And it may leave you wondering the next time your cat snubs the toys you buy, that maybe it’s because there are aliens under the radiator?

Check the WRL catalog for Mr. Wuffles.

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badmonkeyToday’s post is written by Tova from Circulation Services.

Since reading 11/22/63, I have become a Stephen King fan, devouring many of his books back to back.  King’s ability to weave in-depth character development into his genre-busting tales of horror and mayhem is not only a sweet treat for the reader, but a source of inspiration for aspiring writers like me.  One of the more understated aspects of King’s writing is his sense of humor.  Sometimes offbeat and quirky, a certain plot point or snatch of character dialogue will have me laughing out loud – and I do like to laugh.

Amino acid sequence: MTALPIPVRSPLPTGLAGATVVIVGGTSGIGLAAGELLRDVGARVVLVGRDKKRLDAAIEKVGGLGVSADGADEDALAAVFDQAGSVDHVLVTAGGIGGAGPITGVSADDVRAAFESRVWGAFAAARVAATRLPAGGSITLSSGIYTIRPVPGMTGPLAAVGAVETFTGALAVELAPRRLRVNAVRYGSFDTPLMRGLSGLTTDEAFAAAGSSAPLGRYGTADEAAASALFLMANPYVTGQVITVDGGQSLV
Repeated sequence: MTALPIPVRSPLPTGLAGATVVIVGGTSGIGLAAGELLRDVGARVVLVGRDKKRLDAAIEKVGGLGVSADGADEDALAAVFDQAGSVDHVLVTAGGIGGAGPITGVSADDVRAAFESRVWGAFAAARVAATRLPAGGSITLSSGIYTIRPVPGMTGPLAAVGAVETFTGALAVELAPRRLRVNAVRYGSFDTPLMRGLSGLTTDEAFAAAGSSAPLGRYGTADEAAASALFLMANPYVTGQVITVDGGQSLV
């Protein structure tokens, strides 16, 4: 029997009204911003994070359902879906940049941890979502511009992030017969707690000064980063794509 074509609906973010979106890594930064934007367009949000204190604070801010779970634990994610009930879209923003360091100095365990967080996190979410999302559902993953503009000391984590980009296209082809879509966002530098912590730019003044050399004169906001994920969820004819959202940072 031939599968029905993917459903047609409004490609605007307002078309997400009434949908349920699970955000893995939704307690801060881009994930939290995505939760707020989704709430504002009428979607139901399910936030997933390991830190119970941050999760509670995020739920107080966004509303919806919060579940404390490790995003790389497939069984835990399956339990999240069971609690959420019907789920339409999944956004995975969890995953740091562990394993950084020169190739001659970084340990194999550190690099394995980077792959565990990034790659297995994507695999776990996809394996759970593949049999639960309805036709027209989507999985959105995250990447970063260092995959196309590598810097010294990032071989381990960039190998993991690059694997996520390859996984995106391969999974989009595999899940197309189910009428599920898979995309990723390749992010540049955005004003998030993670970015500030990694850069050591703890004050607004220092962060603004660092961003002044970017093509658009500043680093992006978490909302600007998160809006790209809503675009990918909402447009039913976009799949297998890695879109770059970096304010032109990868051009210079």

While in between reading King’s books, I decided to search out other authors who infuse humor into their tales of suspense. Using WRL’s NoveList, I happened upon Carl Hiaasen, an author whose books are often requested by library users.  Although I had never read any of Hiaasen’s works, his newest book is Bad Monkey; and, as someone with a soft spot for monkeys, I was compelled to give it a read.

Okay, so the titular monkey, whose image graces the cover of the book, is not a cute Curious George-type.  Mischievous, cynical, and impulsive, Hiaasen’s monkey commits acts that shall go unmentioned in this blog entry.  However, Hiaasen’s monkey is one of the most memorable, and surprisingly sympathetic, characters in the book.  Hiaasen successfully uses him to help tie the novel’s multiple plot threads together.